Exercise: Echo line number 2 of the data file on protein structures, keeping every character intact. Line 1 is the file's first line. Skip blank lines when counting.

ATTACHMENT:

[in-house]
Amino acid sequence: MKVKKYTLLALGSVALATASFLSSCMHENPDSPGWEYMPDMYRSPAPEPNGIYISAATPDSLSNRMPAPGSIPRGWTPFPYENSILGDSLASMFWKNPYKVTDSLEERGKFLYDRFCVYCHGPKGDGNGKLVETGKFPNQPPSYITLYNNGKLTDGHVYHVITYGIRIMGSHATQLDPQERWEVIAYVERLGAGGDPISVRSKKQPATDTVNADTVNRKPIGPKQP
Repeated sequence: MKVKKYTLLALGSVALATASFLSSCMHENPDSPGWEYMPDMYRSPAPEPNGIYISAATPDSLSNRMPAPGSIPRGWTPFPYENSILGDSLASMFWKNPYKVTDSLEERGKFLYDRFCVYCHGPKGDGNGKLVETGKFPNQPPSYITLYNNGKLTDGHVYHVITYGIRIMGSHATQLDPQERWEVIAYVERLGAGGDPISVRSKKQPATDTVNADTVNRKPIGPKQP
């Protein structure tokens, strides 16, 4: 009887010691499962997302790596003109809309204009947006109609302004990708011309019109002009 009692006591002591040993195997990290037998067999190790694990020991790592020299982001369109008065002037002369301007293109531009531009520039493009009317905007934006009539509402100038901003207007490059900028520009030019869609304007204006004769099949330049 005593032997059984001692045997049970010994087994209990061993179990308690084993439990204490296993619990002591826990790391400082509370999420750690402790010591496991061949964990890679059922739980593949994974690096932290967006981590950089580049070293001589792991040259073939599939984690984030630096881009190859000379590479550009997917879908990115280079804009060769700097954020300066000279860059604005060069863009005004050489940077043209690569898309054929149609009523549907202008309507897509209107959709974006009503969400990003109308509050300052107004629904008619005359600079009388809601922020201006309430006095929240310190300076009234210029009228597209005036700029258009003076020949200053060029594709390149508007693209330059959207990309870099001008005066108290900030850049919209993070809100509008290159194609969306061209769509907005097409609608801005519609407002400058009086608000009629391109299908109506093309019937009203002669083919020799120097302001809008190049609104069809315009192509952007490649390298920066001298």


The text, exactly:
Amino acid sequence: MKVKKYTLLALGSVALATASFLSSCMHENPDSPGWEYMPDMYRSPAPEPNGIYISAATPDSLSNRMPAPGSIPRGWTPFPYENSILGDSLASMFWKNPYKVTDSLEERGKFLYDRFCVYCHGPKGDGNGKLVETGKFPNQPPSYITLYNNGKLTDGHVYHVITYGIRIMGSHATQLDPQERWEVIAYVERLGAGGDPISVRSKKQPATDTVNADTVNRKPIGPKQP